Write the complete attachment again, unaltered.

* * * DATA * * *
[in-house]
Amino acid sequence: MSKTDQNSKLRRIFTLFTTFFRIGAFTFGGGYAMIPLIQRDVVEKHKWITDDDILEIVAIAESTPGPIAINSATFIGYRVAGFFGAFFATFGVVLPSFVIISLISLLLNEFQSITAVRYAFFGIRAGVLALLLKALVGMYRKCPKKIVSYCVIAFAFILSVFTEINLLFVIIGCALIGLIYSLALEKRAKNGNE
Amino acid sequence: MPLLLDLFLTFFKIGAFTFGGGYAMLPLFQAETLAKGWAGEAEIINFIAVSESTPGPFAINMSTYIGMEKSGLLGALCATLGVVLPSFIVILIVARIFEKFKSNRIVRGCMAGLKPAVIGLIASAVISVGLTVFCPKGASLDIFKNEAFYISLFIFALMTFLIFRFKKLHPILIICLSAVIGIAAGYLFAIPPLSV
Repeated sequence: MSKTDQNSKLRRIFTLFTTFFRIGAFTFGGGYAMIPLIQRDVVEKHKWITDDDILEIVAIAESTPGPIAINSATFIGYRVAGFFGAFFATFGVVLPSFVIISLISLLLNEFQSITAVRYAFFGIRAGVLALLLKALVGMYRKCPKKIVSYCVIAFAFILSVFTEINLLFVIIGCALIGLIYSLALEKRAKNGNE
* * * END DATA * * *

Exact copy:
[in-house]
Amino acid sequence: MSKTDQNSKLRRIFTLFTTFFRIGAFTFGGGYAMIPLIQRDVVEKHKWITDDDILEIVAIAESTPGPIAINSATFIGYRVAGFFGAFFATFGVVLPSFVIISLISLLLNEFQSITAVRYAFFGIRAGVLALLLKALVGMYRKCPKKIVSYCVIAFAFILSVFTEINLLFVIIGCALIGLIYSLALEKRAKNGNE
Amino acid sequence: MPLLLDLFLTFFKIGAFTFGGGYAMLPLFQAETLAKGWAGEAEIINFIAVSESTPGPFAINMSTYIGMEKSGLLGALCATLGVVLPSFIVILIVARIFEKFKSNRIVRGCMAGLKPAVIGLIASAVISVGLTVFCPKGASLDIFKNEAFYISLFIFALMTFLIFRFKKLHPILIICLSAVIGIAAGYLFAIPPLSV
Repeated sequence: MSKTDQNSKLRRIFTLFTTFFRIGAFTFGGGYAMIPLIQRDVVEKHKWITDDDILEIVAIAESTPGPIAINSATFIGYRVAGFFGAFFATFGVVLPSFVIISLISLLLNEFQSITAVRYAFFGIRAGVLALLLKALVGMYRKCPKKIVSYCVIAFAFILSVFTEINLLFVIIGCALIGLIYSLALEKRAKNGNE